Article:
It’s becomes a difficult dichotomy when the same risks that emerge in society are fed to us by mega-corporations in a globalized economy. As Beck and Buell point out, the knowledge of risk is available only with the tools of education and income, as well as the ability to avoid some of those risks. How are we to know what is safe to eat, drink, wear, and use when we put our faith in the companies that make them, to make sure they are, and they aren’t? Even when we have federal organizations like the FDA who are suppose to filter things like this. Its scary to think that even corporations whom we think to be healthier and more environmentally”friendly” are sued for human harm i.e. Odwalla. Who are behind these companies which we think to be from local farmers and on another level then the other products on the shelf? Well in the case of Odwalla its Coca-Cola, the Nike of the beverage market! Or what about Monsanto and the rBGH in Milk? ” Does a Body Good.”

Sadly the list goes on. Mega-corporations are taking over both production and advertisement, essentially controlling consumption. There are but a handful of organizations that own the media and their monopolizing grip continues to tighten.

We are a nation of democracy, but few of our powerful structures are such. The structure of military and of these corporations are not conducive to democracy, they are hierarchical structures in which he have no say.  Mega- corporations don’t respond to the voices of the polis, nor do they respond to the voices of government. These corporations more often then not would rather pay the fines they are issued in order to continue serving their short term interest rather then change their ways. It was recently estimated that the world’s top firms are responsible for $2.2 Trillion in environmental damage, but can you really put a price on that? And do consumers know the externalities of their purchases when they go to buy a T-shirt, or a cup of coffee? Let alone the the impact of public policy and goods: water and waste.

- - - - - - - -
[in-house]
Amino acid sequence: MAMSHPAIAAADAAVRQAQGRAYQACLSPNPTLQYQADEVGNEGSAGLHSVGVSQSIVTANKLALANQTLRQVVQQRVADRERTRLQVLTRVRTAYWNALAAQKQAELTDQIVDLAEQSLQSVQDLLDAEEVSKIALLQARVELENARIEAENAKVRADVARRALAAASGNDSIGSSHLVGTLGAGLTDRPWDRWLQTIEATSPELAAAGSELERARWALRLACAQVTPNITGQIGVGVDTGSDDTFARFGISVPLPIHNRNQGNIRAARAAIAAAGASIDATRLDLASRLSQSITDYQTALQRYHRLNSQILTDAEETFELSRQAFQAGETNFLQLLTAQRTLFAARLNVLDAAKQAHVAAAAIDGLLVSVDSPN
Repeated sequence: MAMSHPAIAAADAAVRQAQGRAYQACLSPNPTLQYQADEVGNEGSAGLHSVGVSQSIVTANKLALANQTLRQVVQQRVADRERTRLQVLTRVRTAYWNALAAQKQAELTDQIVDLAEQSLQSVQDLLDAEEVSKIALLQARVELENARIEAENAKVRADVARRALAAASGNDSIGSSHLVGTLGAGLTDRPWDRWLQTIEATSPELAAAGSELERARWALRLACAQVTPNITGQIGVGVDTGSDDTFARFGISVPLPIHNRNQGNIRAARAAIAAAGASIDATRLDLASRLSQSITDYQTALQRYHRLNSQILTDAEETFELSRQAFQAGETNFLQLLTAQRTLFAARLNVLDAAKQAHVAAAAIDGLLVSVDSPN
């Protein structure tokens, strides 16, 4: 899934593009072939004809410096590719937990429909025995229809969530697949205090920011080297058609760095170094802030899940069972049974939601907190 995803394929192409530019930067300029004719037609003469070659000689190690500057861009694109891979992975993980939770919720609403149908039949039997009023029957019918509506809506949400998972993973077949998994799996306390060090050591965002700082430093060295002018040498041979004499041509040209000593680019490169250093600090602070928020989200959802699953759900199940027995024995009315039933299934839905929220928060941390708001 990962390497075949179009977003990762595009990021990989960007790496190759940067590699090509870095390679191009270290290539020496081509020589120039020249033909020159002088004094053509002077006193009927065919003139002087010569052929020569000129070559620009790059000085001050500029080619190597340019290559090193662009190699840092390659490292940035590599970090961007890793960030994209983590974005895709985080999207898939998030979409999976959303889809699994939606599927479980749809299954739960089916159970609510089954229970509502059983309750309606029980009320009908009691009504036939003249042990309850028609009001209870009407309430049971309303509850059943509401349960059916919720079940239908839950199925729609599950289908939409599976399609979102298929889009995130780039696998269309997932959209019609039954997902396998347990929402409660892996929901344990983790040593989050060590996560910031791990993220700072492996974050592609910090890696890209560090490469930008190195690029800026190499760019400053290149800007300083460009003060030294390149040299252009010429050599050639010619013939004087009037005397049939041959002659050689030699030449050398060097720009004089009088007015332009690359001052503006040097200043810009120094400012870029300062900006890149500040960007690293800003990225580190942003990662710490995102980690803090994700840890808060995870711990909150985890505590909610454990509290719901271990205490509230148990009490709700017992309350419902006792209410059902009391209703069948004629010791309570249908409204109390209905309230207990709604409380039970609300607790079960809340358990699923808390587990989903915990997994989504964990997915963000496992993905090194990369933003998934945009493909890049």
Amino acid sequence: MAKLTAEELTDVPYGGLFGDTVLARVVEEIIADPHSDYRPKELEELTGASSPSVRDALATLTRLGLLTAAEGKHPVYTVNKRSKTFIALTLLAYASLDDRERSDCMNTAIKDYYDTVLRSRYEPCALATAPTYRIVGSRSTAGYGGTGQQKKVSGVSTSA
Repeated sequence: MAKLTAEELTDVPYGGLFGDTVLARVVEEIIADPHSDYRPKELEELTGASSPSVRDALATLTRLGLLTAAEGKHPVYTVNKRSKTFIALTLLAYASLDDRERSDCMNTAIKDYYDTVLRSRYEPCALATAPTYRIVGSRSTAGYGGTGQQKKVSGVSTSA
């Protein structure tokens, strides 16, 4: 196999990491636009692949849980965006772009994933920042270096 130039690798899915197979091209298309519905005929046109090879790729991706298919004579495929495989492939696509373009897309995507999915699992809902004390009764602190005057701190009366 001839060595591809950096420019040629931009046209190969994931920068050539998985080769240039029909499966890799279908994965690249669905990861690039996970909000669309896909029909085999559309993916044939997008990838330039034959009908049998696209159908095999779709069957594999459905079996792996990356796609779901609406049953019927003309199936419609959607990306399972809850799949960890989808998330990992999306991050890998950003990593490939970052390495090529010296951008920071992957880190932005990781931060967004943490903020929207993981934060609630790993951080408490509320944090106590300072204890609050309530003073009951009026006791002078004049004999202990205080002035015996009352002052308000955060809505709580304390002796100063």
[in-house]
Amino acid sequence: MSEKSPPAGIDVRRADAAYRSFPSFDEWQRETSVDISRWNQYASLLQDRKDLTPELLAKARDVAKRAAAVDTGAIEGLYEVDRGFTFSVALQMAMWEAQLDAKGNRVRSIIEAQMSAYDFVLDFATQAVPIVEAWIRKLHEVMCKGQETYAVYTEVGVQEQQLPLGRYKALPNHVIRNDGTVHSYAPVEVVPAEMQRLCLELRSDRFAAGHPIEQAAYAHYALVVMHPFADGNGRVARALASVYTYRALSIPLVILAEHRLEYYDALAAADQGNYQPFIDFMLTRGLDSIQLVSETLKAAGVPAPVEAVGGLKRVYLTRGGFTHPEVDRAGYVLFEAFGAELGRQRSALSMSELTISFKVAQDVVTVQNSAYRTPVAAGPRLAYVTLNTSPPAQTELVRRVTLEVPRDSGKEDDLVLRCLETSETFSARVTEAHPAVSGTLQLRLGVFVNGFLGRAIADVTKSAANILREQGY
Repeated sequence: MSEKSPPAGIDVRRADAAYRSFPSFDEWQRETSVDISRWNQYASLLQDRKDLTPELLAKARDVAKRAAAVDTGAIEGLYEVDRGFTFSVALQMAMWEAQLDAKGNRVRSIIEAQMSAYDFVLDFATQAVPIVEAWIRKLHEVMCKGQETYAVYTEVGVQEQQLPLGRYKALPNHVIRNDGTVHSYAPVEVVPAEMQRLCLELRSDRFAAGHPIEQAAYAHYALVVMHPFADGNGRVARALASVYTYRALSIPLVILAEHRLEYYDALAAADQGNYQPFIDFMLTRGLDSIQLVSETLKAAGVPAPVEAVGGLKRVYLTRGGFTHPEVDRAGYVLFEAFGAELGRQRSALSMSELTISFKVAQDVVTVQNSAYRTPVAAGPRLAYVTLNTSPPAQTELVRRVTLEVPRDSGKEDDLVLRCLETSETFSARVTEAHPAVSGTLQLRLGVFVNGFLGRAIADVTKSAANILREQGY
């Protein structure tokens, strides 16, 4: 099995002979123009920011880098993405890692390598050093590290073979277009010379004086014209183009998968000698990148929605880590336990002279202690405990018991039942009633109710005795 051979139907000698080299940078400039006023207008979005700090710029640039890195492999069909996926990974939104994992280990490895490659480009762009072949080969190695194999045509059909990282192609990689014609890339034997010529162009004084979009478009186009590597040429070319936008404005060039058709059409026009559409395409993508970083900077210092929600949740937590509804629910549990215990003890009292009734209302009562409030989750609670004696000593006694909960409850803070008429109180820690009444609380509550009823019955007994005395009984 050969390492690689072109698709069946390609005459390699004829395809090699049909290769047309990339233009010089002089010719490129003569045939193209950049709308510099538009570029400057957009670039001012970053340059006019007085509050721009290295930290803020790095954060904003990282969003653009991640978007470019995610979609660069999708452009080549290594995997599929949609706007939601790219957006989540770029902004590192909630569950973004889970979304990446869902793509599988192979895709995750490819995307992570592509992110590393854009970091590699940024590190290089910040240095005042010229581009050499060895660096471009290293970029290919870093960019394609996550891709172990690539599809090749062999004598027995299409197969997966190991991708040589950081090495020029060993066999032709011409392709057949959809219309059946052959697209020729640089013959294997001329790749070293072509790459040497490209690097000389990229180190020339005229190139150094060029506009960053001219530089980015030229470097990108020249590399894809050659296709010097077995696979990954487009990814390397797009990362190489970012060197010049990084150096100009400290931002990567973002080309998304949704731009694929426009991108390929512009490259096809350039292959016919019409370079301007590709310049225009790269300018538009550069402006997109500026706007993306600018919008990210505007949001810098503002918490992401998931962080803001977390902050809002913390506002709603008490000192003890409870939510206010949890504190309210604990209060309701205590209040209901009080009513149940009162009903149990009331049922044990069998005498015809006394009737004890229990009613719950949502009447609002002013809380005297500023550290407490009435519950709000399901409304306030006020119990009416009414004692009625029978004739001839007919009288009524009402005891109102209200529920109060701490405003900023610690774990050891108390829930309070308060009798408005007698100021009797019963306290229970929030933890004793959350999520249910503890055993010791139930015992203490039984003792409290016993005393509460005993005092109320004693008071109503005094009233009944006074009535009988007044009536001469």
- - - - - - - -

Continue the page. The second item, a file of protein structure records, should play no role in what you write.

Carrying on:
We can’t help but live in a risk-society, it is and will be a part of our daily lives forever. But how do we live as safely as possible in the face of giants? Risks are folded into every purchase we make by the companies that make them and we rarely will know what those are. We demand alternatives yet even those become corporatized, or are not as safe or environmentally friendly as we assume. Someone may become a vegetarian thinking that it is a safer and healthier and or environmentally responsible diet, but where does the soy you eat come from? What was done to the land to make room for those soy bean fields, and what do you think happens when animals start grazing on them? They shoot them, or they die from the toxicity of herbicides : )

Illegal deforestation to make room for soy field in Brazil

So what are we to do? I don’t know I just know things are messed up, and information and knowledge about the companies behind the labels we buy, is the first step to any form of change, though acquiring that knowledge is becoming more and more difficult, with companies attempting to skew their brand logos images and company mission statement more favorably i.e. Green-washing

If you care to laugh in the face of this… %^$%#

I’ve Got My Love To Keep Me Warm

Posted in Climate Change, Natural Disasters, Nuclear Apocalypse, Popular Culture, Post-Apocalypse, Risk & Fear on March 9, 2010 by coolaccordionest

June 2031

Remy’s iWatch buzzed causing her to open her eyes to the blistering sun.  Falling asleep under the old gazebo wasn’t the smartest idea due to the dangers of the creatures and the weather.  Then again, neither was living alone.  Granted, that wasn’t much of a choice these days in the first place.

She picked up her backpack, making her way towards the flat.  Walking slowly, she thought back on her dream.  These days it was the same thoughts playing over and over.  The memory of when the global crisis warnings where just warnings and not reality, right before they really started to kick into effect.